The most effective way to reduce the prices American consumers are paying at the pump is to let Renewable Identification Numbers (RINs) do the job they were intended to do by stimulating increased ethanol production and blending, the Renewable Fuels Association wrote in a letter to House Energy and Commerce Subcommittee on Environment Chairman John Shimkus (R-Ill.) and Ranking Member Paul Tonko (D-N.Y.).
The subcommittee held a hearing yesterday morning on RINs, which are used to demonstrate compliance with annual Renewable Fuel Standard blending obligations.
“RIN credits are the engine that drives the RFS. Not only are RINs used to demonstrate compliance with annual RFS blending obligations, but they also serve as a critical economic incentive to expand the production and use of renewable fuels,” RFA explained to the lawmakers. “Studies show that higher RIN prices facilitate deeper discounting of ethanol-blended fuels (such as E15 and E85) relative to gasoline, and that wider discounts lead to greater consumption of these blends. In turn, greater demand for E15 and E85 stimulates increased production of ethanol, which leads to increased RIN generation and larger supplies,” the letter noted.
Contrary to the rhetoric coming from some in the refining industry, RINs aren’t negatively affecting the financial performance of refining companies, since merchant refiners who do not blend ethanol recoup their RIN costs by slightly marking up their selling price of gasoline blendstock, RFA explained to the lawmakers. Multiple economists and outside experts have testified to this fact.
Additionally, “there is no evidence to support the notion that RINs push retail gas prices higher. In fact, RINs and retail E10 gas prices tend to be negatively correlated, with periods of high gas prices occurring during periods of low RIN prices and vice versa,” RFA explained.
EPA’s recent issuance of approximately 50 small refinery compliance exemptions from 2016 and 2017 RFS requirements has increased RIN stocks to nearly 3.1 billion RINs—more than double the level of RIN stocks just two years ago, RFA explained in its letter. As a consequence, RIN prices have dropped from 95 cents in late November 2017 to just 25 cents today, decreasing the incentive for blenders and refiners to increase volumes of E15 and other higher-level ethanol blends.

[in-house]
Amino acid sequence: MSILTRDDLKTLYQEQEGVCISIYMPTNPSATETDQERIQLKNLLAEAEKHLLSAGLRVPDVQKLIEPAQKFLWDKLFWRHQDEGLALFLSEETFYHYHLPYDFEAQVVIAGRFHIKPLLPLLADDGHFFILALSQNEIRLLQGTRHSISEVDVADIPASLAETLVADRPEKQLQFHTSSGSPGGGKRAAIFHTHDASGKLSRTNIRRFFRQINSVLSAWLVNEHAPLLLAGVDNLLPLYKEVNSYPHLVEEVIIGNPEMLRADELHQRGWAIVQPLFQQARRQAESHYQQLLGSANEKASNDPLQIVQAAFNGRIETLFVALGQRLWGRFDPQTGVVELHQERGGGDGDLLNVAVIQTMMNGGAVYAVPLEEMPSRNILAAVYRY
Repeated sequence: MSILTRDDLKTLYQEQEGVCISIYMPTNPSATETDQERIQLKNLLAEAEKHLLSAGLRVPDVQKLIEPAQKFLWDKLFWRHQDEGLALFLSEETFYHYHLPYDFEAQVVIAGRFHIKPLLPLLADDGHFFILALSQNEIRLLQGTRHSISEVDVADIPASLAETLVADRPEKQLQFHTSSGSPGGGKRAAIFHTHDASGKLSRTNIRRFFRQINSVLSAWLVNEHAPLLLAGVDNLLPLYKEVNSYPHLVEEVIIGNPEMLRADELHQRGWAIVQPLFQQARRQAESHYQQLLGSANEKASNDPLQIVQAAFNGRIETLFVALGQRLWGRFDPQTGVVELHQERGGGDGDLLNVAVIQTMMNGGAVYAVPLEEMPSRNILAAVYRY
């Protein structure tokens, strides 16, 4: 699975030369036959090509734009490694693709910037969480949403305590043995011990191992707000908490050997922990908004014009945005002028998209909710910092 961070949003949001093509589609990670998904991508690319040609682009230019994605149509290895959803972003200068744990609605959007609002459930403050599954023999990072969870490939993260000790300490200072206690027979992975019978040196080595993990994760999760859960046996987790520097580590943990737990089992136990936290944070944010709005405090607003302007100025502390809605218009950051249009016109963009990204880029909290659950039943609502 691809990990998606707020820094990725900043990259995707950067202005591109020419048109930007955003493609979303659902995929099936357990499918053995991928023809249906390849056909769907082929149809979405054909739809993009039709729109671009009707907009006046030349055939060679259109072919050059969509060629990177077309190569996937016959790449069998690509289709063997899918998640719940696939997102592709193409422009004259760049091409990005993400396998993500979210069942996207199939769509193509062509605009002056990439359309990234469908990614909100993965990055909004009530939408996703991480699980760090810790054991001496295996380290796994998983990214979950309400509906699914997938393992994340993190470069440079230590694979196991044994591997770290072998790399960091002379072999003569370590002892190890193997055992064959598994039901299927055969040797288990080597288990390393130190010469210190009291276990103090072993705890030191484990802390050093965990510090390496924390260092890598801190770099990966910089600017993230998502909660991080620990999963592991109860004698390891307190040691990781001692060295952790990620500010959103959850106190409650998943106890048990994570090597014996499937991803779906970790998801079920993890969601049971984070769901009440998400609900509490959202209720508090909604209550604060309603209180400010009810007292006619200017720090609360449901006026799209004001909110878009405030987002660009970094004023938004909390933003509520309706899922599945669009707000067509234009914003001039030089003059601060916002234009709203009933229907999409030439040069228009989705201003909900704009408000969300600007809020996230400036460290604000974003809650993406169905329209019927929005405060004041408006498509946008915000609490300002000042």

These small refiner waivers have destroyed demand for ethanol, RFA wrote. “Despite very favorable blending economics (i.e., ethanol is priced 70 cents per gallon below gasoline at the wholesale level), ethanol blending activity has slowed in 2018….The 2018 weekly ethanol blend rate has been below year-ago levels in 21 of 28 weeks so far. Meanwhile absolute blending volumes have lagged year-ago volumes in 18 of 28 weeks, including 16 of the past 20 weeks,” RFA explained.
“U.S. ethanol producers and farmers across the country who have invested in this important value-added market opportunity are extraordinarily concerned by EPA’s recent intrusion into the RIN market, and believe it irreparably undermines the integrity of the Renewable Fuels Standard,” RFA wrote. “Providing waivers from RIN obligations to wealthy oil companies that are recovering RIN costs in the crack spread, creating new RINs not tied to a specific gallon of biofuel to accommodate the retroactive granting of a small refinery waiver, and forgiving the RIN obligations of a certain refinery in bankruptcy proceedings when the source of that refinery’s financial distress was well understood to be unrelated to its RFS obligations are all examples of EPA’s wanton disregard for the statute and its biofuel demand destruction campaign. All of this must end. EPA must allow RIN markets to work,” RFA concluded.
A copy of RFA’s letter to the lawmakers is here.
Source: The Renewable Fuels Association